Giants pitcher Jeff Samardzija (29) pitches against the Oakland A’s during the 3rd inning at Oracle Park on March 26, 2019 in San Francisco, California. (Chris Victorio | Special to S.F. Examiner)

Giants shut out by Diamondbakcks

San Francisco Giants go 1-for-9 with runners in scoring position, leave 10 on base

This offseason, there was a vocal contingent of San Francisco Giants fans who beat a particular drum: With the Giants’ outfield looking far from inspiring, why not pick up free agent Adam Jones?

One of the more well-regarded human beings in baseball, Jones was a right-handed power bat that, sure, had seen better days, but was still a veteran with a solid glove, even if his Gold Glove days were behind him. Instead, the Giants passed and have been through 10 different outfielders.

So, when Jones went 3-for-4 with an RBI double in San Francisco’s 7-0 loss to the Arizona Diamondbacks on Friday, it stung. Jones, though, wasn’t why the Giants wasted a solid start from Jeff Samardzija. For once this season, it was luck.

There were no fewer than two foul ball home runs, including one by Buster Posey, in his first game off the concussion list. There was the Brandon Belt sixth-inning liner to center with Posey on second that, instead of skipping past center fielder Jarrod Dyson, hit his shoulder as he dove, keeping Posey from scoring and holding Belt at first with a single, instead of a would-be triple. The Giants would load the bases with one out that inning, and get nothing, just as they did with men at the corners and one out in the third.

Then there was the bases-loaded run-scoring shot off of Reyes Moronta’s foot in the bottom of the sixth. Then there was the hit-by-pitch-that-wasn’t.

San Francisco has no doubt earned its losses this season, and in part, earned Friday’s, leaving 10 men on base and going 1-for-9 with men in scoring position, but they also got their first significant share of rotten luck this season.

Samardzija was cruising, arguably pitching the best he has this season, throwing 68 pitches in 5 1/3 innings.He allowed one run on a fourth-inning changeup down that David Peralta sent 419 feet — and an RBI double by Jones that left the bat at 107.7 mph.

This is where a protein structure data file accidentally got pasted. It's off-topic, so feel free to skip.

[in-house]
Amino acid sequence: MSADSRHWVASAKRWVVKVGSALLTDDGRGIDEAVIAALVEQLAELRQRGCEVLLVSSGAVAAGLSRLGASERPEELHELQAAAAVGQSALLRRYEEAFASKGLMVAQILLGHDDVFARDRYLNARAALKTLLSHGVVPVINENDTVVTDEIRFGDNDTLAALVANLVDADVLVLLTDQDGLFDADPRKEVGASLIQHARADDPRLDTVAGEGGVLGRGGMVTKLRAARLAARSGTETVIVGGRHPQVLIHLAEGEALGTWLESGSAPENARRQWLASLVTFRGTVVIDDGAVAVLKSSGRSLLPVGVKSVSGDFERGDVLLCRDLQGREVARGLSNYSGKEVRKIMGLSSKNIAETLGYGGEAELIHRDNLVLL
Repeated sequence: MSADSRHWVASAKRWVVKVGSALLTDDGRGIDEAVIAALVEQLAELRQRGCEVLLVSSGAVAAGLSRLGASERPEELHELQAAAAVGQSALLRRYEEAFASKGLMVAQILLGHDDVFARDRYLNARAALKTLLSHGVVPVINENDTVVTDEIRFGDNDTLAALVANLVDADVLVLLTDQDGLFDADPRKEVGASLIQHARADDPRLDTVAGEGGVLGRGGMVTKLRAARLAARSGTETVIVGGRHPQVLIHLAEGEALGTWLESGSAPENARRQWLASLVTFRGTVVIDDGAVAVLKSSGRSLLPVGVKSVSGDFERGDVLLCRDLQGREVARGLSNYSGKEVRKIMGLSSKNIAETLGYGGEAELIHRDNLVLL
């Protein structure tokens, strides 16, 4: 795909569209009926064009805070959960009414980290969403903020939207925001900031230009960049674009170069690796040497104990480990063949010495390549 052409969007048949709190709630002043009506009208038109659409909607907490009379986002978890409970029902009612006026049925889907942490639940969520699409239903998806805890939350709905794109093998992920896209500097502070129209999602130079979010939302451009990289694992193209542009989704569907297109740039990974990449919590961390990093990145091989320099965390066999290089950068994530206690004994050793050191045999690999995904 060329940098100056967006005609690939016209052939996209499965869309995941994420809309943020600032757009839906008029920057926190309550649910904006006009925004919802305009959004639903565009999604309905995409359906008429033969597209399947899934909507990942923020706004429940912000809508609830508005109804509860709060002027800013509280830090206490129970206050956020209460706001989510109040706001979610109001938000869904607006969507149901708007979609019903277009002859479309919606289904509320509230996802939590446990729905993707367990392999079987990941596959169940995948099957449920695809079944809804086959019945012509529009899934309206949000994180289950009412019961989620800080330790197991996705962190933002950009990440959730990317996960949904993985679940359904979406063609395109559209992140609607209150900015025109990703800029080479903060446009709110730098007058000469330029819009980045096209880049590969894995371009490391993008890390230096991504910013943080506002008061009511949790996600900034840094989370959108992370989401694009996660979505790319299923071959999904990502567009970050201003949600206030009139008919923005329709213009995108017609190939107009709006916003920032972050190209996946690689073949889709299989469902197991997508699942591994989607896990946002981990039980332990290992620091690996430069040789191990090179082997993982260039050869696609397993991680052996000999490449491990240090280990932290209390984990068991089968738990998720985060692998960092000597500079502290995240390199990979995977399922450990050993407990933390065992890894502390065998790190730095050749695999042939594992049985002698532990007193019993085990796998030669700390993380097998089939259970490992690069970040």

Otherwise, Samardzija worked up and down in the zone, mixing his diving changeup in with a fastball that sat between 88 and 94 mph. He allowed five hits and walked three, but was able to work out of jams, until he walked Dyson with one out in the sixth, then walked Peralta intentionally and gave up Jones’ double.

Ketel Marte hit the fifth pitch he saw from Moronta off the reliever’s foot for a run-scoring single, before Moronta fanned the next two men to get out of the frame.

Then, with Derek Holland on the mound, making his second relief appearance of the season, Dyson tried to button the first pitch he saw, and was hit in the hand. By rule, the hand is part of the bat, and therefore the play should have been ruled a foul ball, but Dyson was awarded first, loading the bases with no outs and bringing Bruce Bochy out of the dugout to make the case. He was ejected for the third time this season, and the 77th time in his career for arguing the non-reviewable play with home plate umpire Andy Fletcher.

One batter later, Eduardo Escobar poked an 0-2 fastball for a three-run triple into the right field corner. Escobar came in to score as top-spin grounder by Peralta exploded up and over Belt, a play that was ruled an error. In all, nine men came to the plate in the seventh.

The loss was San Francisco’s fourth shutout of the year, and they now have scored 46 fewer runs than their opposition. No luck — however good — is going to be able to fix that.

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